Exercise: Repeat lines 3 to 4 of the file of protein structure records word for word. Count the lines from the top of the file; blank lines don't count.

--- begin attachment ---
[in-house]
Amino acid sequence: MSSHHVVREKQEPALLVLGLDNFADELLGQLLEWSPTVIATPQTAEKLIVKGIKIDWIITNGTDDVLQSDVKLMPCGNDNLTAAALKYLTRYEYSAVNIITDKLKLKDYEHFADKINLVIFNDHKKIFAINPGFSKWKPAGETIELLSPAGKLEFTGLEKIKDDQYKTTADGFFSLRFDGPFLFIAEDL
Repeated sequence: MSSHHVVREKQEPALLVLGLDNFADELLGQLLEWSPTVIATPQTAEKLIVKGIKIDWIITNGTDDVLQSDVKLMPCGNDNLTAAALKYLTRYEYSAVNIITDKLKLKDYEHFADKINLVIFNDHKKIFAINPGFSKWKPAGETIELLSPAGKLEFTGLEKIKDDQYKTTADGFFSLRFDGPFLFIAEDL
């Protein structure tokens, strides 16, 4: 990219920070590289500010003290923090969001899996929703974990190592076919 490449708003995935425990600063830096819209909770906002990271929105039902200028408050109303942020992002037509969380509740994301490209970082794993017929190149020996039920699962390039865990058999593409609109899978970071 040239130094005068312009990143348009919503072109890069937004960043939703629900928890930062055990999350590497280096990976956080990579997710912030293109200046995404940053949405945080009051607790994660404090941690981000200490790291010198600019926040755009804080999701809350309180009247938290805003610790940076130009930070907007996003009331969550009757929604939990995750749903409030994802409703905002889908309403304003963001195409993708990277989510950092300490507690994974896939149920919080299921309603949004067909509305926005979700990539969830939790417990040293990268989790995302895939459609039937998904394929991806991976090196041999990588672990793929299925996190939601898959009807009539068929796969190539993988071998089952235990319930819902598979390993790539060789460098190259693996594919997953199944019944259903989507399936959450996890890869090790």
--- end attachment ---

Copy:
Repeated sequence: MSSHHVVREKQEPALLVLGLDNFADELLGQLLEWSPTVIATPQTAEKLIVKGIKIDWIITNGTDDVLQSDVKLMPCGNDNLTAAALKYLTRYEYSAVNIITDKLKLKDYEHFADKINLVIFNDHKKIFAINPGFSKWKPAGETIELLSPAGKLEFTGLEKIKDDQYKTTADGFFSLRFDGPFLFIAEDL
């Protein structure tokens, strides 16, 4: 990219920070590289500010003290923090969001899996929703974990190592076919 490449708003995935425990600063830096819209909770906002990271929105039902200028408050109303942020992002037509969380509740994301490209970082794993017929190149020996039920699962390039865990058999593409609109899978970071 040239130094005068312009990143348009919503072109890069937004960043939703629900928890930062055990999350590497280096990976956080990579997710912030293109200046995404940053949405945080009051607790994660404090941690981000200490790291010198600019926040755009804080999701809350309180009247938290805003610790940076130009930070907007996003009331969550009757929604939990995750749903409030994802409703905002889908309403304003963001195409993708990277989510950092300490507690994974896939149920919080299921309603949004067909509305926005979700990539969830939790417990040293990268989790995302895939459609039937998904394929991806991976090196041999990588672990793929299925996190939601898959009807009539068929796969190539993988071998089952235990319930819902598979390993790539060789460098190259693996594919997953199944019944259903989507399936959450996890890869090790």